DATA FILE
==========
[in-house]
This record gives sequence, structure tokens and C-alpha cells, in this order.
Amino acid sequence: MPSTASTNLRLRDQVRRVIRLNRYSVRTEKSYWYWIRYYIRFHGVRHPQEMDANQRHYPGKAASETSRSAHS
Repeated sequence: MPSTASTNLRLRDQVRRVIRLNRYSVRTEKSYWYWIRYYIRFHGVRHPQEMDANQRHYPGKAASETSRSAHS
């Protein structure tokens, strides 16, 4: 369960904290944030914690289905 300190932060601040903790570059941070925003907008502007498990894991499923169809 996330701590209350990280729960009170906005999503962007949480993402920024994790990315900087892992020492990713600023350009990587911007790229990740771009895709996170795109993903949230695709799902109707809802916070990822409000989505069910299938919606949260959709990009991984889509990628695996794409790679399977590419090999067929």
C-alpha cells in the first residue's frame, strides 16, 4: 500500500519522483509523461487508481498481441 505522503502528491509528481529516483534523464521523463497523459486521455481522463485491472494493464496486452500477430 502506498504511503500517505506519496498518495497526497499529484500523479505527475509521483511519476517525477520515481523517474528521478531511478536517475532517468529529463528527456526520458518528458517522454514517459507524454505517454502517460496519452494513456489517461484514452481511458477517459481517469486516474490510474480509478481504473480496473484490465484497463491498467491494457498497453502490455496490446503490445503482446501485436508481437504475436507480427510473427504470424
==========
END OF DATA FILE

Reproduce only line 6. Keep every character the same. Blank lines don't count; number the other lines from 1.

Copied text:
C-alpha cells in the first residue's frame, strides 16, 4: 500500500519522483509523461487508481498481441 505522503502528491509528481529516483534523464521523463497523459486521455481522463485491472494493464496486452500477430 502506498504511503500517505506519496498518495497526497499529484500523479505527475509521483511519476517525477520515481523517474528521478531511478536517475532517468529529463528527456526520458518528458517522454514517459507524454505517454502517460496519452494513456489517461484514452481511458477517459481517469486516474490510474480509478481504473480496473484490465484497463491498467491494457498497453502490455496490446503490445503482446501485436508481437504475436507480427510473427504470424